Pick a problem in the body – any problem – and solve it. This is exactly what Margot Damaser, PhD, of Cleveland Clinic’s Lerner Research Institute did when searching for a dissertation topic while pursuing her doctorate in biomedical engineering. She had been fascinated by smooth muscle, and noticed a huge lack of advances in the field of incontinence. And with that, she immersed herself in bladder control and urodynamics to see if there’s a better way to give patients – especially women – an accurate and more comfortable diagnosis and treatment. With that choice 20 years ago, a spark was lit, and Damaser hasn’t looked back.
“When looking at the facts, the choice wasn’t hard. There are 15 million women in the United States that suffer from incontinence, and are generally diagnosed by testing pressure with a catheter in the urethra during an appointment,” says Damaser. “It’s not natural. It’s not comfortable, and the readings aren’t very accurate.”
To move the field along, Damaser needed to start from the ground floor. This meant finding animal models that could replicate female forms for incontinence. Without much prior work in this field, Damaser and her lab went to work developing the models themselves. They tested these models and discovered new ways to not only measure the fluid dynamics and muscle control, but also how to stimulate the muscles themselves. They soon realized they could make these systems “smart.”
“In many ways today, toaster technology is smarter than healthcare,” says Damaser. “We knew it was time to make bladder control smarter from a diagnostic and therapy standpoint—all it would take is a few innovative electrical engineers, which we were lucky to find in our own backyard.”
After describing the research and problem at the Advanced Platform Technology Center of the Cleveland VA Hospital, Steve Garverick and Steve Majerus of the Electrical Engineering and Computer Science Department at Case Western Reserve University, were excited to digitize the wireless incontinence diagnosis and therapy system for the first time. Working side by side with Damaser’s lab, the new team generated the UroMonitor, which is a small device inserted into the bladder and left for a period of time. The UroMonitor captures the same data traditionally obtained using catheters, and transmits it wirelessly to an external receiver.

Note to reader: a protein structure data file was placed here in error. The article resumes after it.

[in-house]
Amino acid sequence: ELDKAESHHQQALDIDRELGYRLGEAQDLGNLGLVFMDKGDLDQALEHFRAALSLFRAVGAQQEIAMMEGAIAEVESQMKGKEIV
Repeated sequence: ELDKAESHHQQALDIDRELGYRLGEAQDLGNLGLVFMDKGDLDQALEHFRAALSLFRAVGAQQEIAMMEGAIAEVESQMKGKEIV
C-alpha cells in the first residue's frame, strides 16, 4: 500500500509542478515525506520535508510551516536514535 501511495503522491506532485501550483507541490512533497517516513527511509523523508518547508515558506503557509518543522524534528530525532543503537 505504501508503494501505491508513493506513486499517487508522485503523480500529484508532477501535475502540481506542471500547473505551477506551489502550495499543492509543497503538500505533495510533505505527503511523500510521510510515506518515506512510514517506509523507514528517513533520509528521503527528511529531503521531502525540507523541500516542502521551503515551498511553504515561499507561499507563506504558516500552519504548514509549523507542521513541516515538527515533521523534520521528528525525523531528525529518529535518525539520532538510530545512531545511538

To close the diagnosis-to-therapy loop, the team is currently developing the UroControl, which will take the readings of the UroMonitor and deploy electric stimulation to automatically control the muscles, and avoid incontinence. The project is ambitious, but Damaser is confident it’s a winner.
“We have demonstrated the UroMonitor and UroControl can work, and we have a world class manufacturing firm as a joint development partner,” says Damaser. “The next step is to identify the industry partner that can help us with the finishing touches and clearance for clinical trials.”
While Damaser is closing in on the commercialization, there is a passion beyond the inner workings of smooth muscle control that ultimately drives her.
“It’s really about control in general,” says Damaser. “One-size-fits-all is over. We’re at an age where we can understand our own bodies more than ever before. We just have to listen. And we have to build and invest in technologies that enable that.”
To learn more, please contact Bill Kolosi, Product Development Manager, Medical Device Incubator.